As I mentioned in the preview, Lightworks is a biannual film festival put on by the Film Video Student Association (FVSA), showcasing works produced in students by Screen Arts and Cultures (SAC) production classes.
One warning to potential future festival-goers: dress up! I was lucky to be coming from an interview, so I walked into the Natural Science Auditorium in a shirt and tie thinking I would be out of place—only to be surrounded by sweater vests, make-up, and slacks. This is by no means Cannes or Sundance, but I was pleasantly surprised to see so many students dress up for the festival because, after all, it IS a film festival.
One more thing: arrive early! FVSA provides free popcorn, drinks, and other movie theater food to people that get there in time.
The biggest caveat for these kinds of film fests is that they are composed almost entirely of student films. While I was stunned to see such beautiful work from students in upper level production classes, there were also sub-par films scheduled into the program. By the same token, none of the films were universally terrible; one film’s audio problems ruined an otherwise good feature, a few films had questionable camera work that called attention to the operator rather than the images on the screen, and of course, instances of poor writing. Most importantly, these were the exceptions, rather than the rule to a wonderful (and free!) film festival right on campus.
I found out by the middle of the first evening that the programs passed out each night were terrible incorrect. What resulted was a roller coaster of films—some that were in the order of the program, and others arbitrarily sprinkled in or taken out. In one particular instance I was overjoyed to see a documentary about the homeless people living in Ann Arbor, but this came at the expense of a documentary about the Detroit music scene that never showed.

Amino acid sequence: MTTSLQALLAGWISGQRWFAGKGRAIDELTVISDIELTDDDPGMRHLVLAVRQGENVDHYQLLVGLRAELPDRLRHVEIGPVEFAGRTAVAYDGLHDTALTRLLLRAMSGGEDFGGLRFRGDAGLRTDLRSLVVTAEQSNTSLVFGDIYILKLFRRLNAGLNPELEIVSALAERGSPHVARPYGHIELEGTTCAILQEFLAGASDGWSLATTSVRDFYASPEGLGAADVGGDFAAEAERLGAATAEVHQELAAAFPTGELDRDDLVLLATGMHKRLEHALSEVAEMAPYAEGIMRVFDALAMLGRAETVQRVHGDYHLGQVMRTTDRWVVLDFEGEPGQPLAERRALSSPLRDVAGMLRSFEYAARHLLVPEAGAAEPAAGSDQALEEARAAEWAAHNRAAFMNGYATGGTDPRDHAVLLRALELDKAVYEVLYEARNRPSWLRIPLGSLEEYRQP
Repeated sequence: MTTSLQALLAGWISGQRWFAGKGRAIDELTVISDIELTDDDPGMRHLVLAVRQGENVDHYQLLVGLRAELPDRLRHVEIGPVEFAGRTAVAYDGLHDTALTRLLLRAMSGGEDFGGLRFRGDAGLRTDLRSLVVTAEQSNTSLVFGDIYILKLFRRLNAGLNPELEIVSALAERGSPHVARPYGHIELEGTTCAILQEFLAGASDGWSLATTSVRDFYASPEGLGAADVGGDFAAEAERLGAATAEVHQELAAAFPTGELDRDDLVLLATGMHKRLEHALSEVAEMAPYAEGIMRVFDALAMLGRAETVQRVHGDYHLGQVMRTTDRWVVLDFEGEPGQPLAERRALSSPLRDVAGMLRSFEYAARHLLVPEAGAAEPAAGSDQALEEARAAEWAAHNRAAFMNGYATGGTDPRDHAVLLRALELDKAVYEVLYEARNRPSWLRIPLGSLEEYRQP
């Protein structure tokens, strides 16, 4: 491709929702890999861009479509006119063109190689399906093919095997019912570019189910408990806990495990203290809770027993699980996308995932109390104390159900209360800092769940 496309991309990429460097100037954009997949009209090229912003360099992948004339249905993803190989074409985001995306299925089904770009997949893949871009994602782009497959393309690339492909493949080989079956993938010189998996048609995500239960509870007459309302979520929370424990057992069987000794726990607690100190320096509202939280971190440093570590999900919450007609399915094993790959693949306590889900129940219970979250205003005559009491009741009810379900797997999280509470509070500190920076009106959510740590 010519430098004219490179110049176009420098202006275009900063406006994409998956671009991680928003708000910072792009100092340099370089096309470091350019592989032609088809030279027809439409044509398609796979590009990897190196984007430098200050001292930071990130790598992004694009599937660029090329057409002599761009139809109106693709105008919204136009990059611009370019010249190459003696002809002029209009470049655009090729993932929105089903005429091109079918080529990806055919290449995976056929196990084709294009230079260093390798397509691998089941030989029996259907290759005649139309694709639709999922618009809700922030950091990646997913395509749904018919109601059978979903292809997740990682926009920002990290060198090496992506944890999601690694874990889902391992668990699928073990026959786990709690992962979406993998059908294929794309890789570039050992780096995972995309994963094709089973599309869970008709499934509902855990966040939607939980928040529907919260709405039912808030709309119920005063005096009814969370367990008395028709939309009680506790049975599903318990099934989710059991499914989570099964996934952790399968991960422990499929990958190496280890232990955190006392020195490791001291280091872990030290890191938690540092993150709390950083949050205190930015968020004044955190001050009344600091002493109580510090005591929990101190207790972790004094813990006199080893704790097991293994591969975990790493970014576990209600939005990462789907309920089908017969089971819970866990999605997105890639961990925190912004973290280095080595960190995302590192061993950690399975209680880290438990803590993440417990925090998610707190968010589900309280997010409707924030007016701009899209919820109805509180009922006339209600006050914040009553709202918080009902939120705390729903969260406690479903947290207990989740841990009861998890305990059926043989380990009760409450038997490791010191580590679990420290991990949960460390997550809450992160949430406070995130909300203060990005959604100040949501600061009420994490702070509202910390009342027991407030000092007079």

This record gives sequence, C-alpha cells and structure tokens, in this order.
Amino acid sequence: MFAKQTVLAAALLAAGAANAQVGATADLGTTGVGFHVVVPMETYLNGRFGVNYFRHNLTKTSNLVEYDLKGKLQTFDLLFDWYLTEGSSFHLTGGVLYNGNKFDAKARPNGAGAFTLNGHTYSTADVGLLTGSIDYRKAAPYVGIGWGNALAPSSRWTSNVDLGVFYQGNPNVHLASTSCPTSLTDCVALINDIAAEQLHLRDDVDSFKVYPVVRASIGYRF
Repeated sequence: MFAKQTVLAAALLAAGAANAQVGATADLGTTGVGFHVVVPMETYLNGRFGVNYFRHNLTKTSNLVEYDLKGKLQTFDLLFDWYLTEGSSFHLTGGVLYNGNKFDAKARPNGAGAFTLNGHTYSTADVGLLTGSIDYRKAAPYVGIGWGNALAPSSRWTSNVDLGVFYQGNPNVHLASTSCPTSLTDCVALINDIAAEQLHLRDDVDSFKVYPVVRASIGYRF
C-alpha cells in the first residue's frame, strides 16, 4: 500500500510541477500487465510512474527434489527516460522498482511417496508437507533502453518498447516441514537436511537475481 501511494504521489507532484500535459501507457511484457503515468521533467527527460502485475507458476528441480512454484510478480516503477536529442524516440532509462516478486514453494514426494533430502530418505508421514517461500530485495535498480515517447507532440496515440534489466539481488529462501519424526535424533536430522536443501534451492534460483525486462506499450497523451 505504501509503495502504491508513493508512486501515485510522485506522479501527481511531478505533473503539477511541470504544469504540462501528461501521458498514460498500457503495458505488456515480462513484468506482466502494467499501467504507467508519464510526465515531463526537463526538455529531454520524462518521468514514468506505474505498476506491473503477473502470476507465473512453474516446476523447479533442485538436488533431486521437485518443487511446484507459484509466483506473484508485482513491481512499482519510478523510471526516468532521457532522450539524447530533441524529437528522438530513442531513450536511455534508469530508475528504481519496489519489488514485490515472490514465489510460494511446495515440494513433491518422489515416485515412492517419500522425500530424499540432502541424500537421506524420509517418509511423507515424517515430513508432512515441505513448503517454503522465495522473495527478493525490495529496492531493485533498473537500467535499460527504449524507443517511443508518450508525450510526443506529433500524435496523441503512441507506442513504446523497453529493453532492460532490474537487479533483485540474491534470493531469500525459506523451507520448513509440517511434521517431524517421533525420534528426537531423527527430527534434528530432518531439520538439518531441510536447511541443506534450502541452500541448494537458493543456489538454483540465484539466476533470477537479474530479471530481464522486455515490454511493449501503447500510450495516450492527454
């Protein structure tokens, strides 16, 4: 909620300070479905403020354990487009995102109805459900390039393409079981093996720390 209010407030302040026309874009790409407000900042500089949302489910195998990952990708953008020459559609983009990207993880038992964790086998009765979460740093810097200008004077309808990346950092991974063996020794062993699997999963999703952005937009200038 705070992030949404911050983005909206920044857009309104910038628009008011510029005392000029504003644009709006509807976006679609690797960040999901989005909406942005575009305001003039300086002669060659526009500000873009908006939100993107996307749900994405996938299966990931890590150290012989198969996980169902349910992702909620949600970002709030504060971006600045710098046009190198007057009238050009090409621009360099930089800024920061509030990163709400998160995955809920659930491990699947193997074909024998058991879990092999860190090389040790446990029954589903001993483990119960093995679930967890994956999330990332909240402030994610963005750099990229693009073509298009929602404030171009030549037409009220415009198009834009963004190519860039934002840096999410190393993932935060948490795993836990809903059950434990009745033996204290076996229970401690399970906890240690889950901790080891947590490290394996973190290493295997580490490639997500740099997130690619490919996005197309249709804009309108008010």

Many of the films are taken directly from the pages of college life. “Sublet” dealt with three college boys who sublet a room to a hot girl—hilarious and topical. “Quick Step to Columbus” followed the Ballroom Dance Team to the national championships in Ohio, and “The Great Escape” was about an attractive GSI who has to escape a frat house after accidentally sleeping with a frat brother. “College Town” was easily one of my favorites of the entire festival. Imagine the drama of Glee and High School Musical without anyone breaking out into song, mixed with a slightly more biting comedic feel, and you have “College Town.” Not only was the production value cinema-quality, but the writing and acting was spot-on.
Several films took the risky step of incorporating the fantastic into their storylines. After taking a few SAC classes myself, I know first-hand how difficult it can be to make anything other than a straightforward film set in reality. “Residual Dreams,” and “Grasp” were very different films with common themes of love and horror; these stood out because they truly pulled off the horror genre. “Cooking With the Stewarts”—based on the simple premise of a holiday special with several celebrity Stewarts, was absolutely hilarious.
Lightworks was just as good, if not better, than many previous film fests I have attended. No matter which film festival you attend, there will be a dichotomy of good and bad films, and the great festivals leave you with satisfaction. I came to Lightworks with few expectations of any kind, and after attending Fall 2013, I can say for certain that I will be back in the spring.